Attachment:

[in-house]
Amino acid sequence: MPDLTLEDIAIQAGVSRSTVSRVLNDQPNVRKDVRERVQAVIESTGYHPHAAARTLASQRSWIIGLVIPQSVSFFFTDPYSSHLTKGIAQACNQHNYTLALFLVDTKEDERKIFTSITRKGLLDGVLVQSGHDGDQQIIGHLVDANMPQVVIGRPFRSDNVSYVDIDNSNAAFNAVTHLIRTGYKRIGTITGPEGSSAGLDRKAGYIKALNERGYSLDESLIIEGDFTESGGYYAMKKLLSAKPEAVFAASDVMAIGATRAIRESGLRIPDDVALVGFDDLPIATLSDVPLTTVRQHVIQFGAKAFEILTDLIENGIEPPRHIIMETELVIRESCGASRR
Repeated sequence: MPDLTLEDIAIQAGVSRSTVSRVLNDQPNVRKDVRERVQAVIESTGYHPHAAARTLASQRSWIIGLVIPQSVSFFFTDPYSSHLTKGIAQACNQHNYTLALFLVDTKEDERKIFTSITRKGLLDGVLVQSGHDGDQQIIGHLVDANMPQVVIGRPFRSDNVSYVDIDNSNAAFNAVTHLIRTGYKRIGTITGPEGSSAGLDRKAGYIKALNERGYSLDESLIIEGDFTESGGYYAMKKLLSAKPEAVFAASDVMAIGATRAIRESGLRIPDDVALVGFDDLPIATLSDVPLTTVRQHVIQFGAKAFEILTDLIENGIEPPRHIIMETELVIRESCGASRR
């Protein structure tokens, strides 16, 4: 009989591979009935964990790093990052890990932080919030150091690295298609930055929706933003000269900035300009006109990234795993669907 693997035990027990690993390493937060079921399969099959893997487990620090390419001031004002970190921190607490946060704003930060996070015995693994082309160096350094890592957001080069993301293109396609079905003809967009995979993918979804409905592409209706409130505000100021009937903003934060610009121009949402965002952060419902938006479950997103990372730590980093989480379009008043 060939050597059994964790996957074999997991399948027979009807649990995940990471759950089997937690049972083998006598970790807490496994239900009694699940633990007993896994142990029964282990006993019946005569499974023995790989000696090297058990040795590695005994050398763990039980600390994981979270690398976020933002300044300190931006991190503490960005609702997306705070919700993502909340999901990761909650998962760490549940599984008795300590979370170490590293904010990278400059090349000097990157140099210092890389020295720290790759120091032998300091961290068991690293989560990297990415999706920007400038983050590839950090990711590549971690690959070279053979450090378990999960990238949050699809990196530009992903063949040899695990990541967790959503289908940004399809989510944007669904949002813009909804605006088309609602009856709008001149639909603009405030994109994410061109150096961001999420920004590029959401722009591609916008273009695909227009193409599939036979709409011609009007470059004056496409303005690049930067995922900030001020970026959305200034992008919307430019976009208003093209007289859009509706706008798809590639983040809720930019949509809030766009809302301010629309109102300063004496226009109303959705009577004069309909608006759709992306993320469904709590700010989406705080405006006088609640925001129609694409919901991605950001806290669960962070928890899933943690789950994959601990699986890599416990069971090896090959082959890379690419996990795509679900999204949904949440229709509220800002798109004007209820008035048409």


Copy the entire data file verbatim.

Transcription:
[in-house]
Amino acid sequence: MPDLTLEDIAIQAGVSRSTVSRVLNDQPNVRKDVRERVQAVIESTGYHPHAAARTLASQRSWIIGLVIPQSVSFFFTDPYSSHLTKGIAQACNQHNYTLALFLVDTKEDERKIFTSITRKGLLDGVLVQSGHDGDQQIIGHLVDANMPQVVIGRPFRSDNVSYVDIDNSNAAFNAVTHLIRTGYKRIGTITGPEGSSAGLDRKAGYIKALNERGYSLDESLIIEGDFTESGGYYAMKKLLSAKPEAVFAASDVMAIGATRAIRESGLRIPDDVALVGFDDLPIATLSDVPLTTVRQHVIQFGAKAFEILTDLIENGIEPPRHIIMETELVIRESCGASRR
Repeated sequence: MPDLTLEDIAIQAGVSRSTVSRVLNDQPNVRKDVRERVQAVIESTGYHPHAAARTLASQRSWIIGLVIPQSVSFFFTDPYSSHLTKGIAQACNQHNYTLALFLVDTKEDERKIFTSITRKGLLDGVLVQSGHDGDQQIIGHLVDANMPQVVIGRPFRSDNVSYVDIDNSNAAFNAVTHLIRTGYKRIGTITGPEGSSAGLDRKAGYIKALNERGYSLDESLIIEGDFTESGGYYAMKKLLSAKPEAVFAASDVMAIGATRAIRESGLRIPDDVALVGFDDLPIATLSDVPLTTVRQHVIQFGAKAFEILTDLIENGIEPPRHIIMETELVIRESCGASRR
């Protein structure tokens, strides 16, 4: 009989591979009935964990790093990052890990932080919030150091690295298609930055929706933003000269900035300009006109990234795993669907 693997035990027990690993390493937060079921399969099959893997487990620090390419001031004002970190921190607490946060704003930060996070015995693994082309160096350094890592957001080069993301293109396609079905003809967009995979993918979804409905592409209706409130505000100021009937903003934060610009121009949402965002952060419902938006479950997103990372730590980093989480379009008043 060939050597059994964790996957074999997991399948027979009807649990995940990471759950089997937690049972083998006598970790807490496994239900009694699940633990007993896994142990029964282990006993019946005569499974023995790989000696090297058990040795590695005994050398763990039980600390994981979270690398976020933002300044300190931006991190503490960005609702997306705070919700993502909340999901990761909650998962760490549940599984008795300590979370170490590293904010990278400059090349000097990157140099210092890389020295720290790759120091032998300091961290068991690293989560990297990415999706920007400038983050590839950090990711590549971690690959070279053979450090378990999960990238949050699809990196530009992903063949040899695990990541967790959503289908940004399809989510944007669904949002813009909804605006088309609602009856709008001149639909603009405030994109994410061109150096961001999420920004590029959401722009591609916008273009695909227009193409599939036979709409011609009007470059004056496409303005690049930067995922900030001020970026959305200034992008919307430019976009208003093209007289859009509706706008798809590639983040809720930019949509809030766009809302301010629309109102300063004496226009109303959705009577004069309909608006759709992306993320469904709590700010989406705080405006006088609640925001129609694409919901991605950001806290669960962070928890899933943690789950994959601990699986890599416990069971090896090959082959890379690419996990795509679900999204949904949440229709509220800002798109004007209820008035048409």